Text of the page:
Perceptions of Foster Care Youth’s Academic Identity: Comparing Reports from Foster Parents and Former Foster Care Youth

Author: Molly Zydel
Major: Psychology
Approved: Fall 2017
Status: Completed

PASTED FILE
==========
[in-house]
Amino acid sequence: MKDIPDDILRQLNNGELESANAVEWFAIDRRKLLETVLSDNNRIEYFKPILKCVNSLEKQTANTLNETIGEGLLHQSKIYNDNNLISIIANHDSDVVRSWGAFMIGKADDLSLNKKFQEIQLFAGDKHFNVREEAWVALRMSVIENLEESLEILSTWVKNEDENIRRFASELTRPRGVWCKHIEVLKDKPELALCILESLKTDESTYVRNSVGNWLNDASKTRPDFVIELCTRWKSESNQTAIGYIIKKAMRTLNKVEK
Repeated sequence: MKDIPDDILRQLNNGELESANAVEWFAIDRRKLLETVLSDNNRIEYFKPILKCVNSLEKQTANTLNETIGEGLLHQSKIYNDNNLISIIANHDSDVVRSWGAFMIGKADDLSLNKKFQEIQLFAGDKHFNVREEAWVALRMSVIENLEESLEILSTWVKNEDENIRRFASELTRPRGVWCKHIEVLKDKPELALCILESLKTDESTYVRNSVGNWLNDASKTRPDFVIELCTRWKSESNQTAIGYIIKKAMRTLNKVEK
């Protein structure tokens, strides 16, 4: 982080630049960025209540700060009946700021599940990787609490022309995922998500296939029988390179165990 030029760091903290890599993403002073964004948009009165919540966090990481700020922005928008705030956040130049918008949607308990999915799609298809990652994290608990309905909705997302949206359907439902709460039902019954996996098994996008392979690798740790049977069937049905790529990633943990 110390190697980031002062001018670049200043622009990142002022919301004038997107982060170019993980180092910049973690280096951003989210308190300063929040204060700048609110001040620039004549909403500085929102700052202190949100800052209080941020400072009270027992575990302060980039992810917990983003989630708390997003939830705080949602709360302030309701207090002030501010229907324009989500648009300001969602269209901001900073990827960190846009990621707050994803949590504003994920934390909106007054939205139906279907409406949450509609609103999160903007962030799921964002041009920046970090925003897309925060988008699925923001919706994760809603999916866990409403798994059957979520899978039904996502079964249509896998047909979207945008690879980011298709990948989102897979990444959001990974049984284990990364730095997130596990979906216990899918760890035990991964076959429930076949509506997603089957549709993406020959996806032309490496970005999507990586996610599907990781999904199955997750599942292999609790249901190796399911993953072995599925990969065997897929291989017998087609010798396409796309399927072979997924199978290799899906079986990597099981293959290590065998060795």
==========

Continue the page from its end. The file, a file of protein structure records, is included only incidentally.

The purpose of this study was to examine the possible associations between academic self-efficacy, resilience, and academic expectations and attainment in Former Foster Care Youth (FFCY), as well as examine Foster Parents’’ (FPs) perceptions of Foster Care Youth (FCY) on these same constructs. Both FFCY and FP participants were recruited from surrounding social service agencies and community partners and were asked to complete an online survey. FFCY (N = 71, Mage = 36.38 years; SD = 13.69 years; 76.9% female) were asked to provide information regarding their own academic self-efficacy, resilience, academic expectations and attainment, and demographics. FPs (N = 22, Mage = 40.05 years; SD = 7.04 years) were asked their perceptions of FCY concerning academic self-efficacy, resilience, and academic expectations and attainment, and were also asked to provide their own demographic information. Significant associations were found for educational status on academic self-efficacy, such that FFCY who had acquired a degree reported higher perceptions of their academic self-efficacies, and resilience, such that FFCY who were currently enrolled in postsecondary education reported higher perceptions of their resilience. Furthermore, significant differences between FFCY and FPs reports of perceptions of academic self-efficacy, resilience, and intention to acquire a postsecondary degree, where FFCY reported higher perceptions of themselves across all constructs. Policies should be created with the intention of strengthening areas of resilience that FFCY perceive themselves as weaker in and continues to strengthen their overall resilience. Such a policy should also work with FPs to decrease the discrepancies between FPs and FFCY.